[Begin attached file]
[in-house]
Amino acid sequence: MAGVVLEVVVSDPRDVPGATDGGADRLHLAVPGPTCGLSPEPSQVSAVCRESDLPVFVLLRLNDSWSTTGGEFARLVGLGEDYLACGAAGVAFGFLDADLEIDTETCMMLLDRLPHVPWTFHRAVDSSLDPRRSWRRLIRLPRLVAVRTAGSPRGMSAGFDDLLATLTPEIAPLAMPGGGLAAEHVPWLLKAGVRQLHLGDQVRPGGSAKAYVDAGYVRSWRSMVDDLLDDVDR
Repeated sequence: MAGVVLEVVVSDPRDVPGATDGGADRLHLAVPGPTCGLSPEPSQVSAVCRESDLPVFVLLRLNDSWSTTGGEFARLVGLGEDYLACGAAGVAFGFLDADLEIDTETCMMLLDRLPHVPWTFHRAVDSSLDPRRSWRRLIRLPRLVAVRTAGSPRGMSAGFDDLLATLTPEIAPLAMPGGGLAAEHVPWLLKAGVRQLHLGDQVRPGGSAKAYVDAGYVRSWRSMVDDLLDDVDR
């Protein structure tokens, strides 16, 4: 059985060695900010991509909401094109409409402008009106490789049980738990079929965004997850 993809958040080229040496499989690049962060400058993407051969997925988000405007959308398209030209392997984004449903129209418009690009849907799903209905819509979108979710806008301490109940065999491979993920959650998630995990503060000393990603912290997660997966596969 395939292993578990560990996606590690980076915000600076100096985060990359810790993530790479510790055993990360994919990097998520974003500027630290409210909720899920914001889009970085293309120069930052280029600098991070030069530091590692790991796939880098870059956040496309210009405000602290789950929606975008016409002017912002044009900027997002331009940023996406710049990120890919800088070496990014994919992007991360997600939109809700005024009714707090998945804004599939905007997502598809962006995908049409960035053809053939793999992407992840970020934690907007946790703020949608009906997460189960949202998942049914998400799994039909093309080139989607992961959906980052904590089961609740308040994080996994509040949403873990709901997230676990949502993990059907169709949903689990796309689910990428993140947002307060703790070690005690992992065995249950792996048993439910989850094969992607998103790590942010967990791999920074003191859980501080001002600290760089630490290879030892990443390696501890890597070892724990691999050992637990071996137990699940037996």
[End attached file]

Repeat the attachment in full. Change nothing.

[in-house]
Amino acid sequence: MAGVVLEVVVSDPRDVPGATDGGADRLHLAVPGPTCGLSPEPSQVSAVCRESDLPVFVLLRLNDSWSTTGGEFARLVGLGEDYLACGAAGVAFGFLDADLEIDTETCMMLLDRLPHVPWTFHRAVDSSLDPRRSWRRLIRLPRLVAVRTAGSPRGMSAGFDDLLATLTPEIAPLAMPGGGLAAEHVPWLLKAGVRQLHLGDQVRPGGSAKAYVDAGYVRSWRSMVDDLLDDVDR
Repeated sequence: MAGVVLEVVVSDPRDVPGATDGGADRLHLAVPGPTCGLSPEPSQVSAVCRESDLPVFVLLRLNDSWSTTGGEFARLVGLGEDYLACGAAGVAFGFLDADLEIDTETCMMLLDRLPHVPWTFHRAVDSSLDPRRSWRRLIRLPRLVAVRTAGSPRGMSAGFDDLLATLTPEIAPLAMPGGGLAAEHVPWLLKAGVRQLHLGDQVRPGGSAKAYVDAGYVRSWRSMVDDLLDDVDR
């Protein structure tokens, strides 16, 4: 059985060695900010991509909401094109409409402008009106490789049980738990079929965004997850 993809958040080229040496499989690049962060400058993407051969997925988000405007959308398209030209392997984004449903129209418009690009849907799903209905819509979108979710806008301490109940065999491979993920959650998630995990503060000393990603912290997660997966596969 395939292993578990560990996606590690980076915000600076100096985060990359810790993530790479510790055993990360994919990097998520974003500027630290409210909720899920914001889009970085293309120069930052280029600098991070030069530091590692790991796939880098870059956040496309210009405000602290789950929606975008016409002017912002044009900027997002331009940023996406710049990120890919800088070496990014994919992007991360997600939109809700005024009714707090998945804004599939905007997502598809962006995908049409960035053809053939793999992407992840970020934690907007946790703020949608009906997460189960949202998942049914998400799994039909093309080139989607992961959906980052904590089961609740308040994080996994509040949403873990709901997230676990949502993990059907169709949903689990796309689910990428993140947002307060703790070690005690992992065995249950792996048993439910989850094969992607998103790590942010967990791999920074003191859980501080001002600290760089630490290879030892990443390696501890890597070892724990691999050992637990071996137990699940037996």